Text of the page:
How do I end long-running queries in my Amazon RDS for PostrgreSQL or Aurora PostgreSQL DB instance?

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I want the pg_cancel_backend(pid) and pg_terminate_backend(pid) functions to end a long-running process in my Amazon Relational Database Service (Amazon RDS) for PostgreSQL or the Aurora PostgreSQL DB instance.

Short description

PostgreSQL offers two functions to end queries:

  • pg_cancel_backend(pid): Ends a query but keeps the connection alive.
  • pg_terminate_backend(pid): Ends a query and closes the connection. Running this function ends the full connection and so might affect other running queries. Use as a last resort.

To use these functions, you must have one of the following permissions:

  • You're an rds_superuser or a member of the default role pg_signal_backend.
  • You're connected to the database as the same database user of the session that must be canceled.


  • The pid is the process ID of the backend process that runs to cancel the query. Use the pid column of the pg_stat_activity view to find the process ID of an active backend process. For more information, see pg_stat_activity on the PostgreSQL website.
  • pg_signal_backend and pg_terminate_backend send signals (SIGINT or SIGTERM respectively) to the backend process identified by the process ID. For more information, see Server Signaling Functions on the PostgreSQL website.


Review the following examples for the pg_cancel_backend(pid) and pg_terminate_backend(pid) functions:

Example: pg_cancel_backend(pid)

The following command, when run from another session, cancels the query that's run from the database backend with pid 8121. This function returns true when the query is canceled correctly. This function returns false if the query isn't there anymore or if the database connection doesn't exist.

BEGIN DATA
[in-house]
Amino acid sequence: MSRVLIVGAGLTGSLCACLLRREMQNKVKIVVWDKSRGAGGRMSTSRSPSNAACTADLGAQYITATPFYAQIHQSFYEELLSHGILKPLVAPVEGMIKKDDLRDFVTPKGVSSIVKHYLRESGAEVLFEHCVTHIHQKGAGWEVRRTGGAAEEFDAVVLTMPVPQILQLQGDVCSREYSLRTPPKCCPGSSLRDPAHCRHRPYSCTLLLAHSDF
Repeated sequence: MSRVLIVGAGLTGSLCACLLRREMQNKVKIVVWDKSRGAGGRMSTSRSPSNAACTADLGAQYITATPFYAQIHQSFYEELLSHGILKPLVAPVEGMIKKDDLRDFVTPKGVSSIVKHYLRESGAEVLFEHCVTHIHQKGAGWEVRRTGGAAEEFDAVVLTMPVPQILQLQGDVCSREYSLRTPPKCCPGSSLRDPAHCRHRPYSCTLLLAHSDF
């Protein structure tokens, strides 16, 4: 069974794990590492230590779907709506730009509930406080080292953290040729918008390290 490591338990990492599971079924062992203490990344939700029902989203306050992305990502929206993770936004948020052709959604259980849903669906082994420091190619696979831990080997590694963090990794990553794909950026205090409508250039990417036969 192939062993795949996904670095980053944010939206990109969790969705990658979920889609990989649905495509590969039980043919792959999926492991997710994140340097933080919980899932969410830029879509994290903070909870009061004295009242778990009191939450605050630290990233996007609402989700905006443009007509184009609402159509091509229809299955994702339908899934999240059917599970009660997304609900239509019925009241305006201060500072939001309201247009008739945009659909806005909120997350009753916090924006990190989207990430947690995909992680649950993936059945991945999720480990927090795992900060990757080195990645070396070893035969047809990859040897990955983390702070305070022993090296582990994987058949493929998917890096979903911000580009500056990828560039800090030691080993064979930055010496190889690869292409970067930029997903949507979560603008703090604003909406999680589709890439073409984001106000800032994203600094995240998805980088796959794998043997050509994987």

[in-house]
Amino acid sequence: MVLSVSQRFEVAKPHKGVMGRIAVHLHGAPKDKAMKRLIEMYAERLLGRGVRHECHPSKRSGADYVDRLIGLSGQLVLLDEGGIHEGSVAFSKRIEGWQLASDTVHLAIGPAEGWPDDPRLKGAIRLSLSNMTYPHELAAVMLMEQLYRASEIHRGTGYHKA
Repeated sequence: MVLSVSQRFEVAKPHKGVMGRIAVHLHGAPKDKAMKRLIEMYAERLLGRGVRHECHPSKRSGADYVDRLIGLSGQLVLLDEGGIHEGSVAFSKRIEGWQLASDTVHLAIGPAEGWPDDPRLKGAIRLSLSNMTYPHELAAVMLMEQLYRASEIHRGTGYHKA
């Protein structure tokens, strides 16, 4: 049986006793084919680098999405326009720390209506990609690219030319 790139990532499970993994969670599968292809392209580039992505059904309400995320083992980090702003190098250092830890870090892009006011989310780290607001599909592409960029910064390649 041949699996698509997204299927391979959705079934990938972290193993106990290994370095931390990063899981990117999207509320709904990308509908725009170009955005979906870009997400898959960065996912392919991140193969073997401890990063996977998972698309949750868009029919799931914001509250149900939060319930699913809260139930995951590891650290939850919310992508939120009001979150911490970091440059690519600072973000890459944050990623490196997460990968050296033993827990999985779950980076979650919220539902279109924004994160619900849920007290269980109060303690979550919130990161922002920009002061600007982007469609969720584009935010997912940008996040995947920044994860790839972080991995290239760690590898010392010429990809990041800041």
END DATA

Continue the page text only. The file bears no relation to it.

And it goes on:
postgres=> SELECT pg_cancel_backend(8121);
(1 row)

Example: pg_terminate_backend(pid)

The following command, when run from another session, ends the database connection with pid 8121. This function returns true whether the process has actually canceled. The response indicates only that the SIGTERM signal was successfully sent. The command doesn't immediately interrupt the backend process. Instead, it waits for the backend process to tend gracefully during CHECK_FOR_INTERRUPTS. This makes sure that no process is canceled, which leaves the shared memory in an inconsistent state

postgres=> SELECT pg_terminate_backend(8121);
(1 row)

How to cancel a long-running process that doesn't end

Sometimes the functions, pg_cancel_backend( ) and pg_terminate_backend( ), don't cancel the query. This is because the backend process for the function is running in an uninterruptible section. For example, the process might be waiting to acquire a lightweight lock or a read/write system call against a network storage device. The backend process isn't signaled and stalls indefinitely.

Restart the database engine to end the process.

Some best practices

  • Tune timeout parameters like statement_timeout, idle_in_transaction_statement_timeout and idle_session_timeout (from PostgreSQL, version 14 onwards). It's a best practice to also set client-side timeouts and server-side timeouts (tcp_keepalives_idle, tcp_keepalives_interval, tcp_keepalives_count) appropriately.
  • The parameter statement_timeout can be set at appropriate levels (statement, user level, database, or instance).
    Note: It isn't best practice to set a short timeout at an instance level or database level as it cancels intentional long-running queries. If log_min_error_statement is set to ERROR or lower, the statement that timed out gets logged. For more information, see Statement Behavior on the PostgreSQL website.

Related information

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